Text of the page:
The utility function has possible values between 0 and 1, where the former represents a medication with a probability of harm of 1.0 and probability of benefit equal to 0 and the latter represents the converse. A medication with equal probability of harm and benefit yields a value of .50. Probabilities of benefit reported by randomized controlled trials (RCTs) are typically from an “intent to treat” analytical strategy and represent population-level effects. Medications are often prescribed for a directly measurable condition, such as a diuretic for hypertension. Whereas there may exist a relatively high probability of controlling hypertension in an individual patient, the hypertension is ostensibly being treated to reduce that person’s risk of cardiovascular morbidity. Randomized clinical trials and metaanalyses of hypertension medications often present the absolute risk reduction (ARR) in cardiovascular morbidity over a 5-year period, which for some diuretics is approximately 0.053 (Applegate et al., 1994; Hulley et al., 1985; Mulrow, Lau, Cornell, & Brand, 1998; Perry et al., 1989; SHEP Cooperative Research Group, 1991).
We demonstrate our decision-making framework by calculating utility values for a medication based on its documented probabilities of benefits and harms. Table 1 presents information on the probabilities of benefits and harms on several medications or classes of medications widely used by older patients. All probabilities of benefit are at the population level and are from the best data sources available; when multiple sources existed, we chose the most recent.
The values in the last column of Table 1, labeled “Utility Value,” are a simple average of the probability of benefit and the probability of no adverse side effects. The latter probability is calculated as one minus the sum of the probabilities of all known adverse effects. The utility value is the average probability of two positive characteristics, namely, that of benefit and that of no adverse effects. The lowest utility value (0.452) is for beta-blockers, reflecting a higher probability of adverse effects than its ARR.
Regarding calculation of utility values, the diuretic in Table 1 has a reported ARR in cardiovascular morbidity of 0.053 over a 5-year period. This small effect coupled with a low risk of adverse effects yields an overall utility value of 0.505 for the diuretic, representing nearly equal chances of harm and benefit. Thus, the reduction in risk of cardiovascular morbidity, if weighed on an equal basis, has nearly the same magnitude of the probability of harm, so the net benefit is approximately 0.50. In the Results section, we present one approach to weighting the probabilities of benefits and harms of particular medications and show how this may affect the choice of medication for a particular condition.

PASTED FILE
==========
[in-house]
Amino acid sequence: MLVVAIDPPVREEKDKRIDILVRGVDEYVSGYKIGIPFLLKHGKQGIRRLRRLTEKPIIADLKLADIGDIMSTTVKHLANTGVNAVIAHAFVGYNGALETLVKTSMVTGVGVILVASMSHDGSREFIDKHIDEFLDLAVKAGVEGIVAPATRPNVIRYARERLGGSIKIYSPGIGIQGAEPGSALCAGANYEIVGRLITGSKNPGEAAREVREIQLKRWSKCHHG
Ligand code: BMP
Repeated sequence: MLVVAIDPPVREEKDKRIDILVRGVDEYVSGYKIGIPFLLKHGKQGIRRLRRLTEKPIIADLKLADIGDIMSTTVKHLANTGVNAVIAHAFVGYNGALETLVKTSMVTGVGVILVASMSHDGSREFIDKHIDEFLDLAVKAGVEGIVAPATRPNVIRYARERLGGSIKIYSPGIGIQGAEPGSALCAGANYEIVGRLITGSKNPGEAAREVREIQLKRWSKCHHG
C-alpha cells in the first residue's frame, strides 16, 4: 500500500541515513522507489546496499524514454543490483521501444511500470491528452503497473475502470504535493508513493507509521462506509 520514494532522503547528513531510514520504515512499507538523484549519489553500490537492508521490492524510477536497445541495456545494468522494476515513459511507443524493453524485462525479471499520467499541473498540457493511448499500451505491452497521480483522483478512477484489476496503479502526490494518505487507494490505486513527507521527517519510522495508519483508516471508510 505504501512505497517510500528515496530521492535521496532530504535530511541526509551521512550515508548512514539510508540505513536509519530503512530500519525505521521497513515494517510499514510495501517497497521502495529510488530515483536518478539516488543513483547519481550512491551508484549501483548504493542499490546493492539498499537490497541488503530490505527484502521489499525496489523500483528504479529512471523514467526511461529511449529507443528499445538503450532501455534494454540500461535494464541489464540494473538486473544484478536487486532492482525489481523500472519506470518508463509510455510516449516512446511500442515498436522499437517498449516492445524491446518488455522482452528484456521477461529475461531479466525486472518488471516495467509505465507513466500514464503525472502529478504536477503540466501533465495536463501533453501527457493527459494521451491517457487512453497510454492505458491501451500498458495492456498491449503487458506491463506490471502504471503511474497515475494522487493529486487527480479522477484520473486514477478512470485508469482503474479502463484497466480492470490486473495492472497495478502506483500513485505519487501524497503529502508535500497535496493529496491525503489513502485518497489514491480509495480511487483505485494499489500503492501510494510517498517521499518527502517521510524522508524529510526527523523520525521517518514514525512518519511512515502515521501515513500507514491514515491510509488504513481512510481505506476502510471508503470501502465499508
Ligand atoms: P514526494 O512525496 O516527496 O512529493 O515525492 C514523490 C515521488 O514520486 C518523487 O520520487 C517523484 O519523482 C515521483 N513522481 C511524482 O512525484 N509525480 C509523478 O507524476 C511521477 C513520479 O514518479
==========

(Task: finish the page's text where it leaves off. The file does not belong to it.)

The probabilities of adverse effects are often simply reported as the proportion with adverse effects in the treatment and the control arms of the trials. We limited our calculation of risk of adverse effect for diuretic to the two trials using it as the primary treatment. Some estimates are derived from meta-analyses (e.g., Cochrane meta-analyses) that pool data from multiple studies. The use of meta-analytic results is increasingly seen as a useful source of information in clinical decision making (Lenert & Cher, 1999).
When considering the use of aspirin as a protective measure against myocardial infarction (Lip & Felmeden, 2004), the probability of a major hemorrhage with aspirin is higher than its ARR of myocardial infarction, which yields a utility value of 0.499. Assuming that greater importance is assigned to reducing the risk of myocardial infarction, weighting the two conditions by importance would result in a higher utility value than that produced by equal weighting.
Nonsteroidal anti-inflammatory drugs (NSAIDs) are a widely used medication with recognized benefits and harm. The probabilities assigned for overall relief of pain are based on a Cochrane meta-analysis (Towheed et al., 2006) providing comparisons of the efficacy of pain relief of acetaminophen relative to placebo and of NSAIDs relative to acetaminophen. A standardized mean difference of the treatment effect was reported that facilitates assignment of a consistent measure of probability of benefit. We added the standardized mean difference between acetaminophen and placebo to that between NSAIDs and acetaminophen to approximate a probability of relief of overall pain for NSAIDS referent to placebo. The probability value of .141 assigned to the sum of these standardized mean differences was obtained from a table of standard normal probabilities.
A recent Cochrane meta-analysis (Jayaram, Hosalli, & Stroup, 2006) that compared risperidone and olanzapine, two treatment choices among the new generation of antipsychotic medications, contained comprehensive information regarding a variety of adverse effects. The data quantified efficacy of relief of psychotic or schizophrenic symptoms as well as the risk of several adverse side effects. The probabilities of relief of psychotic or schizophrenic symptoms for both medications were not directly given. The values assigned represent the proportions of patients in each treatment arm who experienced no clinically important deterioration in symptoms, and the difference between these proportions was not statistically significant. The utility value of risperidone is slightly higher than that of olanzapine because of its overall lower probability of adverse effects. Exclusion of the probability of the negative sexual side effect for males from risperidone still results in a slightly higher utility value than olanzapine.